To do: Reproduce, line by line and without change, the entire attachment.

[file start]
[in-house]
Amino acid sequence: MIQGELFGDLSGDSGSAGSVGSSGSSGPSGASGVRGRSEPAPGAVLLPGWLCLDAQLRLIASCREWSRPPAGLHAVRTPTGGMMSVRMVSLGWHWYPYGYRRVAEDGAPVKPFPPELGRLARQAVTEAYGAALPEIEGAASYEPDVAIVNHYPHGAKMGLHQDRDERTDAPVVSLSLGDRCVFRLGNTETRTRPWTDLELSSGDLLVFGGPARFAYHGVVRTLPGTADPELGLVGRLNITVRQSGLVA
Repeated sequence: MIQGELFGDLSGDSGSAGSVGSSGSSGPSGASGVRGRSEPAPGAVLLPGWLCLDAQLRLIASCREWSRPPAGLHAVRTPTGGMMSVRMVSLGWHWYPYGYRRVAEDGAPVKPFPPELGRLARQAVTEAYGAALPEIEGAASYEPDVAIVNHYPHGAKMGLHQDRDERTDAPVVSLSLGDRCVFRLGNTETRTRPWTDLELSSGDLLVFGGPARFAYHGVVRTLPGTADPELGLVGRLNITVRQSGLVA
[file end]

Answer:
[in-house]
Amino acid sequence: MIQGELFGDLSGDSGSAGSVGSSGSSGPSGASGVRGRSEPAPGAVLLPGWLCLDAQLRLIASCREWSRPPAGLHAVRTPTGGMMSVRMVSLGWHWYPYGYRRVAEDGAPVKPFPPELGRLARQAVTEAYGAALPEIEGAASYEPDVAIVNHYPHGAKMGLHQDRDERTDAPVVSLSLGDRCVFRLGNTETRTRPWTDLELSSGDLLVFGGPARFAYHGVVRTLPGTADPELGLVGRLNITVRQSGLVA
Repeated sequence: MIQGELFGDLSGDSGSAGSVGSSGSSGPSGASGVRGRSEPAPGAVLLPGWLCLDAQLRLIASCREWSRPPAGLHAVRTPTGGMMSVRMVSLGWHWYPYGYRRVAEDGAPVKPFPPELGRLARQAVTEAYGAALPEIEGAASYEPDVAIVNHYPHGAKMGLHQDRDERTDAPVVSLSLGDRCVFRLGNTETRTRPWTDLELSSGDLLVFGGPARFAYHGVVRTLPGTADPELGLVGRLNITVRQSGLVA